a flurry of new innovative activity," wrote Maskin and Bessen,
"these stronger property rights ushered in a period of stagnant,
if not declining R & D among those industries and firms that patented
most." Industries that depend on sequential product development,
they argued, are likely to be stifled by stronger intellectual property
regimes. "So examples abound," said Boldrin. "That's the empirical
point: Evidence shows that innovators have enough of an incentive to
innovate." But he and Levine are not, by nature or training, empiricists.
They build mathematical models to describe economic theory. And in the
case of intellectual property, they contend, evidence contradicts theory:
Current theory says innovation won't happen unless innovators receive
monopoly rights, but the evidence says otherwise. "So what we do
is to develop the theoretical point to explain the evidence," said
Rivalry over nonrivalry
Central to their argument is a closer look at nonrivalry. A fundamental
tenet of current conventional wisdom is that knowledge-based innovations
are subject to increasing returns because ideas are nonrivalrous: One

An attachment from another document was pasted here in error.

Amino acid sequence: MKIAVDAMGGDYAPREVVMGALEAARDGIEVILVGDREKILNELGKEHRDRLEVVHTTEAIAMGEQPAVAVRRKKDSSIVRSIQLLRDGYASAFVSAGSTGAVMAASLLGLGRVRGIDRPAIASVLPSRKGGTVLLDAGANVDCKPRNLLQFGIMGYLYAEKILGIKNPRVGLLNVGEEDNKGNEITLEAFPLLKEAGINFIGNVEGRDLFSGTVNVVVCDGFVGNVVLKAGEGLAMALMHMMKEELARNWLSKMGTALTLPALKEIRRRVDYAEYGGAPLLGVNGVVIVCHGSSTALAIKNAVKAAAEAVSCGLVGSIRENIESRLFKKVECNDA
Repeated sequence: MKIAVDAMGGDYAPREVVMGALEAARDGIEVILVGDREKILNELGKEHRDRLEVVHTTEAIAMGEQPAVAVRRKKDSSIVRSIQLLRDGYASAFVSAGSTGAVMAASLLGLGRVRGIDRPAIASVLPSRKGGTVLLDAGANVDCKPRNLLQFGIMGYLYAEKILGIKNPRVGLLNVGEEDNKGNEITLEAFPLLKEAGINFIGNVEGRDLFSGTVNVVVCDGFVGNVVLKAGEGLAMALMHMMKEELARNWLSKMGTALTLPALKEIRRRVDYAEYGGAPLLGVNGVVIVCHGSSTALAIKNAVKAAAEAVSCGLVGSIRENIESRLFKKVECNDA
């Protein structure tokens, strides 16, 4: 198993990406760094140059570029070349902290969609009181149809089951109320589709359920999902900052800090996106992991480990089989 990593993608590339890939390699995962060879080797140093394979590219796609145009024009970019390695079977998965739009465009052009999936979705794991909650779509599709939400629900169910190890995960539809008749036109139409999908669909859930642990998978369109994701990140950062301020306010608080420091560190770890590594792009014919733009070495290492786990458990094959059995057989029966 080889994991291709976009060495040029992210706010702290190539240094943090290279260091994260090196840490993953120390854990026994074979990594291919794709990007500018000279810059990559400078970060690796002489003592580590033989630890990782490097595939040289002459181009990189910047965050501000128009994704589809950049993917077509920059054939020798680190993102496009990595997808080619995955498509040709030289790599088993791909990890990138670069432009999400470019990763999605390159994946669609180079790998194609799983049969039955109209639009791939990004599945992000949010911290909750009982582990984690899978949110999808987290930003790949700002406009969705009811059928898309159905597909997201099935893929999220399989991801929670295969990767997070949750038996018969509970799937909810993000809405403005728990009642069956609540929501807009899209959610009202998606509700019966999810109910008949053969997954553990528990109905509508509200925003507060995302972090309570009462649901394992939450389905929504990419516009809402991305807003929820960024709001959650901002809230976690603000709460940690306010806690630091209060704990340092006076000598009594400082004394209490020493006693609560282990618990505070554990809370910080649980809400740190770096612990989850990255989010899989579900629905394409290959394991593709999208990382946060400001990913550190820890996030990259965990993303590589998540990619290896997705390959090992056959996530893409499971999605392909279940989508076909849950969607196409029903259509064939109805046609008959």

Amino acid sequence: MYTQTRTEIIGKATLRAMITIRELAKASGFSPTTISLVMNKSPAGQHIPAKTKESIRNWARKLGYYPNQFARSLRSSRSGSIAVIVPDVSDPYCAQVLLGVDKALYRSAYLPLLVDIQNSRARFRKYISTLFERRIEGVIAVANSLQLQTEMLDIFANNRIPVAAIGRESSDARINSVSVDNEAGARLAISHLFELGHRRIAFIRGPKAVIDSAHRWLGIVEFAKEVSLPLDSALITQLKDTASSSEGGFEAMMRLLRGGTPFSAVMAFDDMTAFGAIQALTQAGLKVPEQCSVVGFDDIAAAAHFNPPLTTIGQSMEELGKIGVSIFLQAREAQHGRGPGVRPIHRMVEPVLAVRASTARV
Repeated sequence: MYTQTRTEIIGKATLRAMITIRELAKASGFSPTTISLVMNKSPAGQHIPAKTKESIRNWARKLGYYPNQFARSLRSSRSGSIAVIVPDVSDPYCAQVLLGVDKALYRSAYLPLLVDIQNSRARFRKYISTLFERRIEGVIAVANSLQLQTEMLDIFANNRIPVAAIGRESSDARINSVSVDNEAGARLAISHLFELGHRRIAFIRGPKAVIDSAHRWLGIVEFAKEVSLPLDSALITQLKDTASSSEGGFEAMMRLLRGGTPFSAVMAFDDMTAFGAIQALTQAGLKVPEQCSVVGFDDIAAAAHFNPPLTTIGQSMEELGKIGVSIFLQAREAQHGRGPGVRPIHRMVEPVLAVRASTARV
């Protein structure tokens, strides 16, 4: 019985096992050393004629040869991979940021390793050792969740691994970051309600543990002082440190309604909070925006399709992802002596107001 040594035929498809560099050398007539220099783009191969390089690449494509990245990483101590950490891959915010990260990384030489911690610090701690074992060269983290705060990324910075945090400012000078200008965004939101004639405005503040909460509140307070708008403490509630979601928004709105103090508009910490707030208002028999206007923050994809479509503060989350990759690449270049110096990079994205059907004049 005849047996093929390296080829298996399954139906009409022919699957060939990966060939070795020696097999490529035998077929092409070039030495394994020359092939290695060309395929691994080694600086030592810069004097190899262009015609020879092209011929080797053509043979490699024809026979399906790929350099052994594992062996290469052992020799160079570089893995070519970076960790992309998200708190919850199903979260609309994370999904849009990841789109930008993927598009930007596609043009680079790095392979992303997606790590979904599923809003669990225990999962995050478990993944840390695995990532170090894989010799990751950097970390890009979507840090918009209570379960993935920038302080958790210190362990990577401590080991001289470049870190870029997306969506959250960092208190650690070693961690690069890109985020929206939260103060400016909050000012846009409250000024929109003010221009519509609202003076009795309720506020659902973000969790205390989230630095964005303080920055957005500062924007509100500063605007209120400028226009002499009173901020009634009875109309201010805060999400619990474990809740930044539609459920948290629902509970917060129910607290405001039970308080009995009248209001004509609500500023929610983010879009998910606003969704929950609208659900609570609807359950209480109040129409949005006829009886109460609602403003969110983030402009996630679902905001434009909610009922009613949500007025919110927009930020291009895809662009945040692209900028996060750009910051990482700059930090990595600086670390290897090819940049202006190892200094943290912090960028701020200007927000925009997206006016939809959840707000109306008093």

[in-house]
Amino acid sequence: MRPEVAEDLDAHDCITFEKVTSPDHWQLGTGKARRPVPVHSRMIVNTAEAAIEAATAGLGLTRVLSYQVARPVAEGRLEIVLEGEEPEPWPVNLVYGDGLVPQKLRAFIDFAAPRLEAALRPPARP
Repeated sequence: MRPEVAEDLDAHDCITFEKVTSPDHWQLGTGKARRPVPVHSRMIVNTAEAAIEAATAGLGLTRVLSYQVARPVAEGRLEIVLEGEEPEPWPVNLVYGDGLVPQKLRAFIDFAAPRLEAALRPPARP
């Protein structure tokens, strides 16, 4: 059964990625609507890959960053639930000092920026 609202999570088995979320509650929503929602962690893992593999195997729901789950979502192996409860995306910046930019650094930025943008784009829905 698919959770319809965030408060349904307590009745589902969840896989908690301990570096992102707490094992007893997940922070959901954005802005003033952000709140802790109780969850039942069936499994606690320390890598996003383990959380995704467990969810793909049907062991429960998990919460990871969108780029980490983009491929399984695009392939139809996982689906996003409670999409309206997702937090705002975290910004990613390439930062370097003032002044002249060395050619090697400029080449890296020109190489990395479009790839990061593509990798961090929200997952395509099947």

person's use of an idea (or song, movie, book, software, etc.) doesn't
diminish anyone else's. As Thomas Jefferson put the same concept (more
eloquently): "He who receives an idea from me, receives instruction
himself without lessening mine; as he who lights his taper at mine,
receives light without darkening me."
But Boldrin and Levine argue that in an economy, this has no relevance.
While pure ideas can be shared without rivalry in theory, the economic
application of ideas is inherently rivalrous because ideas "have
economic value only to the extent that they are embodied into either
something or someone." What is relevant in the economic realm is
not an abstract concept or formulano matter how beautifulbut
its physical embodiment. Calculus is economically valuable only insofar
as engineers and economists know and apply it. "Only ideas embodied
in people, machines or goods have economic value," they wrote.
And because of their physical embodiment, "valuable ideas ... are
as rivalrous as commodities containing no ideas at all, if such exist."